# A spring gun.

1. Nov 10, 2007

### MissKaylaPaige

1. The problem statement, all variables and given/known data

A spring-loaded toy gun is used to shoot a ball of mass m=1.5 kg straight up in the air. The spring has spring constant k=6.7N/m. If the spring is compressed a distance of 25.0 centimeters from its equilibrium position y=0 and then released, the ball reaches a maximum height (measured from the equilibrium position of the spring). There is no air resistance, and the ball never touches the inside of the gun. Assume that all movement occurs in a straight line up and down along the y axis.

Find the muzzle velocity of the ball (i.e., the velocity of the ball at the spring's equilibrium position ).

2. Relevant equations

1/2mv^2

mgy

U_i=K_f

3. The attempt at a solution

I came up that the final Kinetic energy was 208805 and that equaled 1/2mv^2 and attempted to solve for v and it was wrong. I'm having an error when trying to caulculate the final kinetic energy.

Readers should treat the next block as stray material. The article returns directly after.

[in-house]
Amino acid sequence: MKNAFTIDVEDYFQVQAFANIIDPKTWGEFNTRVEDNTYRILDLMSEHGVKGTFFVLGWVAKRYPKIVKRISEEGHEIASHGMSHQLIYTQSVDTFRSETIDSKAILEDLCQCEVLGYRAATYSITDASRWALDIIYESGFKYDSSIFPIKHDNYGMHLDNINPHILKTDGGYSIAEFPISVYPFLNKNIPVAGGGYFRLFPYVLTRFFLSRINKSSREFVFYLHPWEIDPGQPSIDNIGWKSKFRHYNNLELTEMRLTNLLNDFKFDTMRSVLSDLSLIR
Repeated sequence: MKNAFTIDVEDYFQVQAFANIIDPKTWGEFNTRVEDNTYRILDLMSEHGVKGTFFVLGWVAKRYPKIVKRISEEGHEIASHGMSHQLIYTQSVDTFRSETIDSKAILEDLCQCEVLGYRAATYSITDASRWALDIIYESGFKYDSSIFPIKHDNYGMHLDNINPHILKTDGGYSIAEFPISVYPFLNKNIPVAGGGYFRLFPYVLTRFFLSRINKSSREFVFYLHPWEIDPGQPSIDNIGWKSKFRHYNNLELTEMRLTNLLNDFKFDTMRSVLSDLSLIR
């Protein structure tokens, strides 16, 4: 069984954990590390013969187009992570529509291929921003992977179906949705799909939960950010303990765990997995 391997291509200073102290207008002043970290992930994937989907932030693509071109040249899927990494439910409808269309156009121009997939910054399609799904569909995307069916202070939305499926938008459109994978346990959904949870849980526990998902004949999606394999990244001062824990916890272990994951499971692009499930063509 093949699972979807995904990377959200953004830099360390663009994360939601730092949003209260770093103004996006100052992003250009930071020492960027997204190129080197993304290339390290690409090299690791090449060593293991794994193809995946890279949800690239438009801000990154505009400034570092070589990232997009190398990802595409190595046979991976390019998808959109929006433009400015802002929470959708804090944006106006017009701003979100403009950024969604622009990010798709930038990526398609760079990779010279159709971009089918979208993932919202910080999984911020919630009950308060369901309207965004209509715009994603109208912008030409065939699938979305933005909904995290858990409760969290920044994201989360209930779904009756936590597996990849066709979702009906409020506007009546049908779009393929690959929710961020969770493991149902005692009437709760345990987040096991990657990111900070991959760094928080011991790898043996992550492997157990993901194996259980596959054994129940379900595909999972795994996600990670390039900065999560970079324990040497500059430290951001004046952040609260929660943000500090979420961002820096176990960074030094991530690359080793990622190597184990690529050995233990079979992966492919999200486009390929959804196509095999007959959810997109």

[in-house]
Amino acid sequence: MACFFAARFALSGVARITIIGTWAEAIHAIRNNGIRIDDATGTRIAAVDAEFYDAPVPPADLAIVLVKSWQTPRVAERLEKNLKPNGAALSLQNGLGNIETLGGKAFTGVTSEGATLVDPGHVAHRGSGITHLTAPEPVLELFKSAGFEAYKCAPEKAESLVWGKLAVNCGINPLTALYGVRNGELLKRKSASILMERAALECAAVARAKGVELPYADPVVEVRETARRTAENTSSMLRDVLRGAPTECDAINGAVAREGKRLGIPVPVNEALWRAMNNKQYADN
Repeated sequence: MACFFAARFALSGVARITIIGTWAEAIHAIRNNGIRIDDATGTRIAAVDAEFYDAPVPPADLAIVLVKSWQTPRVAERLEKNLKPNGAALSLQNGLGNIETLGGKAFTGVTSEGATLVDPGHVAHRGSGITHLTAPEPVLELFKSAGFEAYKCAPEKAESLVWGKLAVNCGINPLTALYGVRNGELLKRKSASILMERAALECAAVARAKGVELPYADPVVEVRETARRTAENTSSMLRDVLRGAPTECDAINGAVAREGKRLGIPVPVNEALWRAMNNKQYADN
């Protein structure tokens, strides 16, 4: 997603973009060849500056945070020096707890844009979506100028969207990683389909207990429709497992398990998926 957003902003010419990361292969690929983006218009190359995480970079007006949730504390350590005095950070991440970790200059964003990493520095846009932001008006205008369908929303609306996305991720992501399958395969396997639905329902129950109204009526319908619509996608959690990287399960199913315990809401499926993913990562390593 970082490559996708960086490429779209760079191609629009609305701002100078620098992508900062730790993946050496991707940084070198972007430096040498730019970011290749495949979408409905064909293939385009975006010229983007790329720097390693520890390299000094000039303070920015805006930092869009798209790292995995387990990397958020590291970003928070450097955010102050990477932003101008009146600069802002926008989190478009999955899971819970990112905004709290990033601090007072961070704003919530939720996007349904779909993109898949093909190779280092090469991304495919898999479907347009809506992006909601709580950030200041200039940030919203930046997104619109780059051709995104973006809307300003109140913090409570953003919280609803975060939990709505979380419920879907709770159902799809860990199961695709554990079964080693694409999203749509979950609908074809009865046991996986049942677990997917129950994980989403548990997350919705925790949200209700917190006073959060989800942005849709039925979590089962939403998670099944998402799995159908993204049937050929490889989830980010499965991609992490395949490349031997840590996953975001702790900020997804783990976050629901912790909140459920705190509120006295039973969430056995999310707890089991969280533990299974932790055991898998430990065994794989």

2. Nov 10, 2007

### Vidatu

$$F_s = kx$$
$$E_s = 1/2 k x^2$$

You'll need to use at least one of those two formulas as well, and realize that mechanical energy (sum of potential and kinetic) is conserved throughout.

3. Nov 10, 2007

### catkin

Equations have = signs!

What does U_i=K_f mean?

What is the energy stored in a compressed spring (a.k.a SPE)?

4. Nov 10, 2007

### MissKaylaPaige

it does have an equal sign.

5. Nov 10, 2007

### catkin

Sorry for not being clear. "U_i=K_f" does have an = sign. "1/2mv^2" and "mgy" do not.

What does U_i=K_f mean?

What is the energy stored in a compressed spring (a.k.a SPE)?

6. Nov 10, 2007

### Vidatu

Also, why do you want to use $$U_g = mgh$$? At what position of the ball are you interested in its speed?

Last edited: Nov 10, 2007
7. Nov 11, 2007

### aq1q

the spring energy is converted to kinetic energy.. and we are assuming there is no loss of energy due to minimal air resistance; therefore, set the kinetic energy= spring energy.
Note-- change 25cm to meters.